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What part of a new house costs 4 times as much as a year ago? Lumber!

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A person reaches for lumber at a sales outlet.

Lumber prices had risen for a while before the pandemic spurred a renovation trend and boosted prices further. Scott Olson/Getty Images

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Later this week, we’re going to get an update on sales of existing and new homes.

Demand has been off the charts. You may remember that last week, new home starts reached a 15-year high. 

This is happening despite the fact that the price of a key homebuilding material — lumber — is going through the roof.

It now costs four times what it did a year ago. 

Four. Times. 

It’s at a record high — $1,326.70 per 1,000 board feet, or $1.33 per board foot.

Here’s why. It is true, a lot of people who’ve been stuck at home decided to fix their homes up. 

“We’ve been swamped in the last two, three, four weeks,” said Nancy Kieffer, who runs Moyer’s Sawmill, a couple of hours outside Philadelphia. It’s just four people. They normally cut wood for barns and sheds. Now, contractors are asking for wood to use in homes. 

“We had some kind of a contractor. He wanted 3,000 two-by-fours, and I said, ‘There’s no way we can do that,'” Kieffer said.

The whole lumber supply chain wasn’t quite ready for the demand.

“We’re very scarred from what we went through in the Great Recession,” said Stinson Dean, CEO of wholesaler Deacon Lumber.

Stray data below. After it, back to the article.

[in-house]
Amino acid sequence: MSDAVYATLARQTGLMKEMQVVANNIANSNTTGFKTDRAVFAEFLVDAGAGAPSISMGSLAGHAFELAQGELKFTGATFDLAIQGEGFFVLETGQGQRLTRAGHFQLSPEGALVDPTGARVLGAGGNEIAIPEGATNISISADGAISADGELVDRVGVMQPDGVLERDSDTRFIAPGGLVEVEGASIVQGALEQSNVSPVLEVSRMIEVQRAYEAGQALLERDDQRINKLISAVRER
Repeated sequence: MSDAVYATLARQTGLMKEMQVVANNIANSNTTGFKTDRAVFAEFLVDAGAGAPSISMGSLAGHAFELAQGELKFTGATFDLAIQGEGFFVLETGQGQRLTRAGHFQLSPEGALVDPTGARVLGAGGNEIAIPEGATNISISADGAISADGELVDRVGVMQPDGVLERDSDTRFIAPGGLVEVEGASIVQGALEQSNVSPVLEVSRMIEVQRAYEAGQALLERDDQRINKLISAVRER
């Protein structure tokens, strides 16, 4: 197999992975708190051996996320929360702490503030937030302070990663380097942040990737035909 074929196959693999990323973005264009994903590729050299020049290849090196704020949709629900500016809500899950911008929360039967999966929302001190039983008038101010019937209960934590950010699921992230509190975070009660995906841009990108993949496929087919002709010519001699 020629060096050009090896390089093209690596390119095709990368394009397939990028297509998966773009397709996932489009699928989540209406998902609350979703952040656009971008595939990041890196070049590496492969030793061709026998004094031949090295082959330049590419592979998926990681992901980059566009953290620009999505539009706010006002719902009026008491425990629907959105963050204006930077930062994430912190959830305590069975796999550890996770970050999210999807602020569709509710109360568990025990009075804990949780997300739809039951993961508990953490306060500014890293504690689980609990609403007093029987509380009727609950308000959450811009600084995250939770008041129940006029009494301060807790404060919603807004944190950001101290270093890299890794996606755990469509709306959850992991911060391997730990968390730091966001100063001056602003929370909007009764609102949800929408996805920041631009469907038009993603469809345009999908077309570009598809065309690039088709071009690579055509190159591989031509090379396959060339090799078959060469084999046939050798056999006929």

It took a long time for people all through the supply chain to believe demand was actually going to come back, let alone come back with a vengeance. 

“So inventory stayed lean, production schedules stayed lean. You buy exactly what you need for that day, that week, and you do not buy extra,” Dean said.

But even without a pandemic, lumber prices were headed up.

“All COVID did was throw up a smokescreen,” said John Duncanson, the timber analyst at Corton Capital. 

He said the average age of U.S. homes is approaching 45, so demand for wood for repairs and remodels has been building way longer than the pandemic has been around. And natural disasters have cut supply.

“In Canada, in particular western Canada, British Columbia, the forests up there have been faced with infestations of mountain pine beetle. Basically killed every third tree,” Duncanson said. 

All this put together means Duncanson doesn’t think lumber prices are going to go back to normal. Not anytime soon.

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